For me, baseball was all about the passion, the commitment..until it wasn’t. Though the sport is trying desperately to recover from two decades of fake records created by cynical, juicing bastards, it may have forever forfeited its special status as “America’s favorite past time.” And as I grew up, it became clear that Cubs ownership knew it was sitting on top of a sellout goldmine, so why spend money on trying to win? Schedule a game at the Wrigley Field, one of Chicago’s biggest tourist attractions, and they will come. Not exactly a great way to treat loyal fans left pining for competitive respectability.

At this point some of you may be thinking to yourselves: “Way to jump from the money grubbing frying pan to the fire Becky! The last time I checked the NFL was hardly a nonprofit operation, and they have plenty of violent, scandalous and cynical troubles of their own.” All true. I shall not disagree. My point is this. The 2014-15 NFL season is starting to look an awful lot like the MLB of the early aughts: a gut check moment of internal assessment and criminal player purging, leaving many a loyal fan wondering if all the concussions, abused women and children, bullying and weapons violations are worth it.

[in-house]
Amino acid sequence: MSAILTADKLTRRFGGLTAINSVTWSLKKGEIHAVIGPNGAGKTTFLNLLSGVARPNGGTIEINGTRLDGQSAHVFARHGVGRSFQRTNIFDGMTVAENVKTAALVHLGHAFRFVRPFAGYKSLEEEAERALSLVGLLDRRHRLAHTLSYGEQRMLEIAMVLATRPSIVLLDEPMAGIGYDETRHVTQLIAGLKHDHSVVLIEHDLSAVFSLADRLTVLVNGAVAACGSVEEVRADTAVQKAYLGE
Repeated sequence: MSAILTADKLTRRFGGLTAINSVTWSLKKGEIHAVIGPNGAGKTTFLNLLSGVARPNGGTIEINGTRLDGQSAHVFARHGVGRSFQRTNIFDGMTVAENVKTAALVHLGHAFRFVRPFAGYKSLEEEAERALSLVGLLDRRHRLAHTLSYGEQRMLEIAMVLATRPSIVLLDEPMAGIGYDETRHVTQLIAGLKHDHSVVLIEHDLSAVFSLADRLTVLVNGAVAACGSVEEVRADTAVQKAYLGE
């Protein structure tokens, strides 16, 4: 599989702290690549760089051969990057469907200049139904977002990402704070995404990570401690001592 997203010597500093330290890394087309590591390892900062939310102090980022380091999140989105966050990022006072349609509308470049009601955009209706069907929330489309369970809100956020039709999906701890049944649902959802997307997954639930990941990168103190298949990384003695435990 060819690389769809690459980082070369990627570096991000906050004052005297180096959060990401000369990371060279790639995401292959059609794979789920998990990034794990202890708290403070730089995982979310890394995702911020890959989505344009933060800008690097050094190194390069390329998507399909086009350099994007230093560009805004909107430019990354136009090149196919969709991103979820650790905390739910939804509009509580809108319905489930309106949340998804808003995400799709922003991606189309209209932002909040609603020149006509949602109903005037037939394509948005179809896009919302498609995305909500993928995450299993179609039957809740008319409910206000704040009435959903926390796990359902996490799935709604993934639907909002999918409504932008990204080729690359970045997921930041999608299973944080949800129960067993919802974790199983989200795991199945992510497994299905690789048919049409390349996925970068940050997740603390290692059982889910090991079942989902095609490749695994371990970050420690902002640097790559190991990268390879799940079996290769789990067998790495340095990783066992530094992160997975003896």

I can’t stand the Ginger Hammer of bald-faced moneymaking, NFL Commissioner Roger Goodell. He’s a huge part of the league’s current PR problem. Similar to the follies of the MLB, he’s been willing to look the other way at a laundry list of disgusting behavior until fans and the media alike were brought to attention by a disturbing video of Ray Rice punching out this then fiancée. But dollars decide and as long as Goodell continues proliferating them for league owners, he’ll remain in charge.